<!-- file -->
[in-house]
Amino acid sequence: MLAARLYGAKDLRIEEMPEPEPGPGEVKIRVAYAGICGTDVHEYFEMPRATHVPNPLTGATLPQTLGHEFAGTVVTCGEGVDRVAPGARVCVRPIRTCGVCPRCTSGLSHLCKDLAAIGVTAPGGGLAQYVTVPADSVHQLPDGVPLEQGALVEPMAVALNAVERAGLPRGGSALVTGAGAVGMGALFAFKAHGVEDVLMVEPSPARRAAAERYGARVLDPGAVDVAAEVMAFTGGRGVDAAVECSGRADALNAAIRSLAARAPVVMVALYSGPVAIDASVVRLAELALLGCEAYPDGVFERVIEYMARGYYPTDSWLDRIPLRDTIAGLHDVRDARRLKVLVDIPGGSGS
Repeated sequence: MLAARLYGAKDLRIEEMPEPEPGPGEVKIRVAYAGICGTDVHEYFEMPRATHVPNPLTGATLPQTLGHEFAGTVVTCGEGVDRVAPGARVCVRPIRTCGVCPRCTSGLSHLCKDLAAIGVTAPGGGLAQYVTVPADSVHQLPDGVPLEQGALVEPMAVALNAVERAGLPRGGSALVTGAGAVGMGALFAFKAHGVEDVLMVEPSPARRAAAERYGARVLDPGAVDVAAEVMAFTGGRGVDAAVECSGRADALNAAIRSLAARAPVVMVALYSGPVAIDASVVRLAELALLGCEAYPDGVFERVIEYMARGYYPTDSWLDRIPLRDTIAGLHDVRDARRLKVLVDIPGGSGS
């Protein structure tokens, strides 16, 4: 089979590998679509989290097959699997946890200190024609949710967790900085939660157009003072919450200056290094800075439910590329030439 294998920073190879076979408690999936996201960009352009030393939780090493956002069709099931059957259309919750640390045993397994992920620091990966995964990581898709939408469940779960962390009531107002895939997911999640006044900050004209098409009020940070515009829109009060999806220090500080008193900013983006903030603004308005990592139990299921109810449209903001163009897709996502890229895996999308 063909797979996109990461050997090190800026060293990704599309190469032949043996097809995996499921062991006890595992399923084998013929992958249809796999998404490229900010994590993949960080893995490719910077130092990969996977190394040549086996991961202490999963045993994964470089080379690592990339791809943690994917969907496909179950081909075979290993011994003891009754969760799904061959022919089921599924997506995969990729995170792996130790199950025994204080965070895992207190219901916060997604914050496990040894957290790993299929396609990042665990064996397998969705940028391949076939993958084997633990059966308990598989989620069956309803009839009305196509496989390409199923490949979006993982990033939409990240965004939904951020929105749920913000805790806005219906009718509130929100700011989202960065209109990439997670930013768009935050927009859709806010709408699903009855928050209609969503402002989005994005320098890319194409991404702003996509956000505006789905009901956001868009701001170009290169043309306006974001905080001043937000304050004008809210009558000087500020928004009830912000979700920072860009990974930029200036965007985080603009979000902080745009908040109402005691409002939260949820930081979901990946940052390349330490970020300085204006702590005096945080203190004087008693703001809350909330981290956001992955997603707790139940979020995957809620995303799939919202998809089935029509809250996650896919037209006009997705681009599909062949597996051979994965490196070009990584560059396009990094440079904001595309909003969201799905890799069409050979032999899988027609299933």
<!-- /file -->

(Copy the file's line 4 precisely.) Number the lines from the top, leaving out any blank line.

């Protein structure tokens, strides 16, 4: 089979590998679509989290097959699997946890200190024609949710967790900085939660157009003072919450200056290094800075439910590329030439 294998920073190879076979408690999936996201960009352009030393939780090493956002069709099931059957259309919750640390045993397994992920620091990966995964990581898709939408469940779960962390009531107002895939997911999640006044900050004209098409009020940070515009829109009060999806220090500080008193900013983006903030603004308005990592139990299921109810449209903001163009897709996502890229895996999308 063909797979996109990461050997090190800026060293990704599309190469032949043996097809995996499921062991006890595992399923084998013929992958249809796999998404490229900010994590993949960080893995490719910077130092990969996977190394040549086996991961202490999963045993994964470089080379690592990339791809943690994917969907496909179950081909075979290993011994003891009754969760799904061959022919089921599924997506995969990729995170792996130790199950025994204080965070895992207190219901916060997604914050496990040894957290790993299929396609990042665990064996397998969705940028391949076939993958084997633990059966308990598989989620069956309803009839009305196509496989390409199923490949979006993982990033939409990240965004939904951020929105749920913000805790806005219906009718509130929100700011989202960065209109990439997670930013768009935050927009859709806010709408699903009855928050209609969503402002989005994005320098890319194409991404702003996509956000505006789905009901956001868009701001170009290169043309306006974001905080001043937000304050004008809210009558000087500020928004009830912000979700920072860009990974930029200036965007985080603009979000902080745009908040109402005691409002939260949820930081979901990946940052390349330490970020300085204006702590005096945080203190004087008693703001809350909330981290956001992955997603707790139940979020995957809620995303799939919202998809089935029509809250996650896919037209006009997705681009599909062949597996051979994965490196070009990584560059396009990094440079904001595309909003969201799905890799069409050979032999899988027609299933």